Use the Investopedia Stock Simulator to trade the stocks mentioned in this stock analysis, risk free!

At the time of writing, Sham Gad did not own shares in any of the companies mentioned in this article.

Related Articles
  1. Stock Analysis

    Analyzing Altria's Return on Equity (ROE) (MO)

    Learn about Altria Group's return on equity (ROE) and analyze net profit margin, asset turnover and financial leverage to determine what is causing its high ROE.
  2. Investing News

    Icahn's Bet on Cheniere Energy: Should You Follow?

    Investing legend Carl Icahn continues to lose money on Cheniere Energy, but he's increasing his stake. Should you follow his lead?
  3. Stock Analysis

    Analyzing Google's Return on Equity (ROE) (GOOGL)

    Learn about Alphabet's return on equity. How has its ROE changed over time, how does it compare to its peers and what factors are driving ROE for the company?
  4. Investing News

    Is Buffett's Bet on Oil Right for You? (XOM, PSX)

    Oil stocks are getting trounced, but Warren Buffett still likes one of them. Should you follow the leader?
  5. Stock Analysis

    Tech Stocks Vs. Financial Stocks in 2016

    Consider the arguments for allocating more of your investment portfolio to either the technology sector or the financial sector for 2016.
  6. Stock Analysis

    The Top 5 Financial Penny Stocks for 2016 (CPSS, ASRV)

    Learn about some of the most promising penny stocks in the financial services sector that investors can consider adding to their portfolio for 2016.
  7. Investing News

    Chipotle Served with Criminal Probe

    Chipotle's beat muted expectations and got a clear bill from the CDC, but it now appears that an investigation into its E.coli breakout has expanded.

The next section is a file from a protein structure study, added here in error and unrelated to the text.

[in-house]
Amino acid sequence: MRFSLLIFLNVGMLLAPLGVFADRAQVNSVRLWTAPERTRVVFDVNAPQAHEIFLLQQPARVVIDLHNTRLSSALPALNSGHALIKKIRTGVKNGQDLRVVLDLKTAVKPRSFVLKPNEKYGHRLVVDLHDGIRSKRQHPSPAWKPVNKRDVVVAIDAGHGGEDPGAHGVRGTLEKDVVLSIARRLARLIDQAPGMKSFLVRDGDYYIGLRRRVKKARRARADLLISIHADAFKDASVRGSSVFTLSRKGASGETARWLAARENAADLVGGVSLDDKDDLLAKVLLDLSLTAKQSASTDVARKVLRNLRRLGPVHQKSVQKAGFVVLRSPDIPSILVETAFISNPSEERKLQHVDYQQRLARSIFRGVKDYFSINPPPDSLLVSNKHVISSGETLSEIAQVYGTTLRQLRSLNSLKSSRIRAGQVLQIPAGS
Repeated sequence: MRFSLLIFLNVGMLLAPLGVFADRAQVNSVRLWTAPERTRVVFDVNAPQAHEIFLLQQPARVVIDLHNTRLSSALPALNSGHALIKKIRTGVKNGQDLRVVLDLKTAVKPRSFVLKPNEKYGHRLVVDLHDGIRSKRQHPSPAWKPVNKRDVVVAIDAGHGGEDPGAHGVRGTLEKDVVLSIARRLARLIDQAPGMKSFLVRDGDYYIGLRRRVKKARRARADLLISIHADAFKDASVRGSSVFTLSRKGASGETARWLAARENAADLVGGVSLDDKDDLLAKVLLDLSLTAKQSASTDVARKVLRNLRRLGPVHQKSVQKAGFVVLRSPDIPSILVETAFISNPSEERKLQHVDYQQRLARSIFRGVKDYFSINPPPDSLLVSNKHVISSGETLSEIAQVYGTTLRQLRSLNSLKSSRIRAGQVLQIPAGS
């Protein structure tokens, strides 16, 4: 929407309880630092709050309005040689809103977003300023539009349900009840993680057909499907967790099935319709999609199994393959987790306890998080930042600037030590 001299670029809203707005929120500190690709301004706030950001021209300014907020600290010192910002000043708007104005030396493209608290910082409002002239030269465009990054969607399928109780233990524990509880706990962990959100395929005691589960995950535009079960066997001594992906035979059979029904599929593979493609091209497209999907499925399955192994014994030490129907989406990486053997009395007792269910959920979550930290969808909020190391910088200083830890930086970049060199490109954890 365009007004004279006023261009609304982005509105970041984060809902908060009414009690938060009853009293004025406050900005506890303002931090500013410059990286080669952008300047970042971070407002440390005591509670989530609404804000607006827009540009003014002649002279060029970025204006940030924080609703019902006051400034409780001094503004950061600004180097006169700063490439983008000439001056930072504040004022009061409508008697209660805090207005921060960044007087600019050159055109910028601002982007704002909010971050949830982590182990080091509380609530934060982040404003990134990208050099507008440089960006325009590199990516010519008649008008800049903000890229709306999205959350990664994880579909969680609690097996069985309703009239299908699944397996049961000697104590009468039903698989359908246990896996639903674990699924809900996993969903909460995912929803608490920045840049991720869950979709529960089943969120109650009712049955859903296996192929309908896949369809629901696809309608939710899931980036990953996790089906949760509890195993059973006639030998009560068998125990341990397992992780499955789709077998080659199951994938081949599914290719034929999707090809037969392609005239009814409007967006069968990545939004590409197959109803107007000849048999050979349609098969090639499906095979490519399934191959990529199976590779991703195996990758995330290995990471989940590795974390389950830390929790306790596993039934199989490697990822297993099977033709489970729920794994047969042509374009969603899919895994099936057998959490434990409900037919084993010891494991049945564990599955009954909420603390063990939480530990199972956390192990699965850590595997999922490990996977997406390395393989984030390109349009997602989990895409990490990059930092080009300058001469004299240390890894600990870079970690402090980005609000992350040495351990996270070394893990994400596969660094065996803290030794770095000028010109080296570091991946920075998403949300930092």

8. Stock Analysis

    Analyzing Sprint Corp's Return on Equity (ROE) (S)

    Learn about Sprint's return on equity. Find out why its ROE is negative and how asset turnover and financial leverage impact ROE relative to Sprint's peers.
  9. Stock Analysis

    Why Alphabet is the Best of the 'FANGs' for 2016

    Alphabet just impressed the street, but is it the best FANG stock?
  10. Investing News

    A 2016 Outlook: What January 2009 Can Teach Us

    January 2009 and January 2016 were similar from an investment standpoint, but from a forward-looking perspective, they were very different.
RELATED FAQS
  1. How can insurance companies find out about DUIs and DWIs?

    An insurance company can find out about driving under the influence (DUI) or driving while intoxicated (DWI) charges against ... Read Full Answer >>
  2. How do dividends affect retained earnings?

    When a company issues a cash dividend to its shareholders, the retained earnings listed on the balance sheet are reduced ... Read Full Answer >>
  3. What is the difference between called-up share capital and paid-up share capital?

    The difference between called-up share capital and paid-up share capital is investors have already paid in full for paid-up ... Read Full Answer >>
  4. Why would a corporation issue convertible bonds?

    A convertible bond represents a hybrid security that has bond and equity features; this type of bond allows the conversion ... Read Full Answer >>
  5. How does additional paid in capital affect retained earnings?

    Both additional paid-in capital and retained earnings are entries under the shareholders' equity section of a company's balance ... Read Full Answer >>
  6. What types of capital are not considered share capital?

    The money a business uses to fund operations or growth is called capital, and there are a number of capital sources available. ... Read Full Answer >>
COMPANIES IN THIS ARTICLE
Trading Center